However, the CDC has listed a series of recommendations for physicians treating patients who were administered the steroid based on growing evidence that Exserohilum rostratum–a brown-black mold, or fungus–was the predominant pathogen in this outbreak. Also, expert opinion and published literature indicated the drug voriconazole might be effective in treating infections due to brown-black molds as well as infections due to the Aspergillus species.
The CDC said it is continuing consultations with health experts on treatment options for patients associated with this series of illnesses. The CDC is also recommending physicians of patients with fungal meningitis symptoms or infections should consult infectious disease experts for assistance.
Dr. J. Todd Weber of the CDC said treating the patients sickened by the contaminated steroid is “new territory” because it has never caused meningitis before.
“We have been working directly with the clinics to ensure that patients who received these injections are monitored and receive any necessary follow-up,” said Acting Pennsylvania Secretary of Health Michael Wolf.
Currently, Tennessee has seen the worst outbreak of the infection with 53 cases and six deaths. The state government suspended NECC´s license on Monday; NECC had already surrendered its license in Massachusetts, has halted operations and has recalled all of its products. Its sister company, Ameridose, has also suspended its operations.
A list of the NECC recalled products may be found on the FDA´s website.
NECC is facing a barrage of federal and state investigations. The outbreak has raised concerns about how the pharmaceutical industry operates, especially as NECC engaged in the little-known practice of drug compounding that is not regulated by the FDA.
In drug compounding, pharmacies prepare specific doses of approved medications, based on guidance from a doctor, to meet an individual patient’s need.
An investigation by Reuters found that one NECC customer received solicitations from NECC for bulk orders and failed to require proof of individual patient prescriptions as required by state regulation. After failure to only deliver products in response to patient-specific prescriptions in Massachusetts was realized, the company forfeited its license there.
Several states are following the FDA and launching their own probes against the company, including Michigan, Massachusetts, Indiana, Montana and Ohio.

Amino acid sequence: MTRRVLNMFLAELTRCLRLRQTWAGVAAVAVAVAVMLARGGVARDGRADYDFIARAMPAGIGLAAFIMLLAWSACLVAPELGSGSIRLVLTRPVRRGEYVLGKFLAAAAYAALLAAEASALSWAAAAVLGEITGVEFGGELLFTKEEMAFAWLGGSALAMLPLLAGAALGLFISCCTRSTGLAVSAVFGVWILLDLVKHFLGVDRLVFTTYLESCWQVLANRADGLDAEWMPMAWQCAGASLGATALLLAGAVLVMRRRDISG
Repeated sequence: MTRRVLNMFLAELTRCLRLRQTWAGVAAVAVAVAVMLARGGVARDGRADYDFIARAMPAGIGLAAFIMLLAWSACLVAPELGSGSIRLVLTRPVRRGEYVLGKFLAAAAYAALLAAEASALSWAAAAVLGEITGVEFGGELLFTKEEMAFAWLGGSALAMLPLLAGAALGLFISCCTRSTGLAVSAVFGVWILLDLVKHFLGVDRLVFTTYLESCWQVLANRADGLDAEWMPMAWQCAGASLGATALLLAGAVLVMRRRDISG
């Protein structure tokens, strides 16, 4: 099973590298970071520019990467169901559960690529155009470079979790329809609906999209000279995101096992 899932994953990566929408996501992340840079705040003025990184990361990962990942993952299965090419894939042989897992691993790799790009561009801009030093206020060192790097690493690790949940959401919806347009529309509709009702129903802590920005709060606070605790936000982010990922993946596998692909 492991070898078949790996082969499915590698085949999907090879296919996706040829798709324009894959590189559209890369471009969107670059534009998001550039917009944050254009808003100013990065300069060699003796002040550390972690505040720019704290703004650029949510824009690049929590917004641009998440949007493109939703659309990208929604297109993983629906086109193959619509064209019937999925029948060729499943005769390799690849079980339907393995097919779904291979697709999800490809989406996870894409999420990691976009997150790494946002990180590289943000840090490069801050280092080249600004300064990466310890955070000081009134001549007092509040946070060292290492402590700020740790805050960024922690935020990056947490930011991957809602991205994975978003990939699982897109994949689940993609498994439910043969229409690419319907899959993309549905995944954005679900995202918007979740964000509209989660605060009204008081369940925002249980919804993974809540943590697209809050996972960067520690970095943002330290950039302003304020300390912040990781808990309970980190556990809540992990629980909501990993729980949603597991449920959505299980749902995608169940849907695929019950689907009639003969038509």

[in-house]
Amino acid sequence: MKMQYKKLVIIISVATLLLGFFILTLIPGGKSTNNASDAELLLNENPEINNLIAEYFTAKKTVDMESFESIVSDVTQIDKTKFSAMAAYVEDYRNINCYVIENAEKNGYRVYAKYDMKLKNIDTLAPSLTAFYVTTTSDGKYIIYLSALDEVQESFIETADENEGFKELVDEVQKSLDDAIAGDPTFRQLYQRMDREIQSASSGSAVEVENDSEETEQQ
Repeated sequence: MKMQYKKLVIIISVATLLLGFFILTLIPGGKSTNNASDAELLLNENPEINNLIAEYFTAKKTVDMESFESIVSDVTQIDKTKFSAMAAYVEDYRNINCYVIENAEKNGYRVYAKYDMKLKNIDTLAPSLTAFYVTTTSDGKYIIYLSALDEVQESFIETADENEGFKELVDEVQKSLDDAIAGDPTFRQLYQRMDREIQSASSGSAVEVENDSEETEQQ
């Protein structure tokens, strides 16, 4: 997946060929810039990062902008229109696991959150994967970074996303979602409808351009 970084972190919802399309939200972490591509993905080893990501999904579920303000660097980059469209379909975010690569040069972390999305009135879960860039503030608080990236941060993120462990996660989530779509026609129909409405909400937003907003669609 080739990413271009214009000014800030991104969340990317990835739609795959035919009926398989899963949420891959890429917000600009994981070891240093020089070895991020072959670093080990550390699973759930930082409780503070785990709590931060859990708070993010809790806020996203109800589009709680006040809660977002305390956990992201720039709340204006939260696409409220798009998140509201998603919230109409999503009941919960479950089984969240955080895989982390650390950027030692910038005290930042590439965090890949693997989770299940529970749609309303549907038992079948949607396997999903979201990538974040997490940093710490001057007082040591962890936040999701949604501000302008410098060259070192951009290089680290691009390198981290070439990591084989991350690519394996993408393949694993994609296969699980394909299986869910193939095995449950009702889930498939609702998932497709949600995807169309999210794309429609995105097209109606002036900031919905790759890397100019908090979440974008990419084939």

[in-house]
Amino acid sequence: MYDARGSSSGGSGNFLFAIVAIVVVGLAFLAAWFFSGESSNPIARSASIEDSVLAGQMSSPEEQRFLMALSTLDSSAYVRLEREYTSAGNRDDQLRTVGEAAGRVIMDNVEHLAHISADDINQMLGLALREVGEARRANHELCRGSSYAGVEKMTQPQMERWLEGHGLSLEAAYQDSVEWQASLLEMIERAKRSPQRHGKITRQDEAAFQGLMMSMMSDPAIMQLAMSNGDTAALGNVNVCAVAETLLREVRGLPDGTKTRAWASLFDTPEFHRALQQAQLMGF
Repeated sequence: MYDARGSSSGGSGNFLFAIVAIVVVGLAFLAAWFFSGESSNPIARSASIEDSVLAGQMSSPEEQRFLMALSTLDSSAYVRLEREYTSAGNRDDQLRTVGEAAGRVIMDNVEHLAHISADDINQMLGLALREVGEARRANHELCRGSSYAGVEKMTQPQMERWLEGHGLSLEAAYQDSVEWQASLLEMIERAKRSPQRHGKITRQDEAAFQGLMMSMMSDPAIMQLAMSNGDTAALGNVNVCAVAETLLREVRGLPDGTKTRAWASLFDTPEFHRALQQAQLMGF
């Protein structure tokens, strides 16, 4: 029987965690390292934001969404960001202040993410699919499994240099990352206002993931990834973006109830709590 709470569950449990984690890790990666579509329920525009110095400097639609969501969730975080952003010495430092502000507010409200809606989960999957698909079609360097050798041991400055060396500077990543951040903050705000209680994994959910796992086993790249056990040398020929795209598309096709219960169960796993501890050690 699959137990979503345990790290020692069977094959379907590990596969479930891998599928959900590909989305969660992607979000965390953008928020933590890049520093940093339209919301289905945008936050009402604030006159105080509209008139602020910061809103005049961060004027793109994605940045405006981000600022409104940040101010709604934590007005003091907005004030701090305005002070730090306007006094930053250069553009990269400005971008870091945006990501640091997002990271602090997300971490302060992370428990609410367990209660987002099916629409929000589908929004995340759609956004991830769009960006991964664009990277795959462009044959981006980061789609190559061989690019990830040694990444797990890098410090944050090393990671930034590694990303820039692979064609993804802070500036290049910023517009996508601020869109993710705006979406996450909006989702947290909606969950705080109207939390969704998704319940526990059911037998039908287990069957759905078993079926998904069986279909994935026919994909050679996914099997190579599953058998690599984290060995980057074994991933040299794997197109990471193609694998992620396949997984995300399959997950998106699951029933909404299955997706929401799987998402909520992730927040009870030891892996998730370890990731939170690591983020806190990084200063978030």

“We continue to cooperate with the FDA, as we are with the CDC and the Board of Registration in Pharmacy of the Massachusetts Department of Public Health,” said the NECC in a statement, adding that it was reviewing all information garnered by the regulator.
In Tennessee, where the most cases have occurred, 71-year-old Janet Russell was the first person to file a lawsuit against NECC seeking $15 million in damages after being diagnosed with meningitis. Russell claimed she contracted the infection after receiving an injection of methylprednisolone for back pain on August 30 at St. Thomas’ Outpatient Neurosurgery Center.
Her lawsuit states that as a result, she is suffering constant pain, the effects of a stroke, permanent disability, and emotional distress and will need ongoing treatment due to the infection. Russell is currently in the hospital’s intensive care unit, her attorney said.
U.S. Senator Richard Blumenthal of Connecticut called for an immediate criminal investigation of NECC and its officers and employees. “The scope of this disaster, which only increases by the day, is a call to action for increased federal oversight of these unauthorized drug manufacturers masquerading as compounding pharmacies,” he said in a statement.
The states that have so far reported cases of fungal meningitis include: Tennessee, Michigan, Pennsylvania, New Hampshire, Illinois, Indiana, Minnesota, New Jersey, Texas, Idaho, Maryland, North Carolina, Virginia, Ohio and Florida.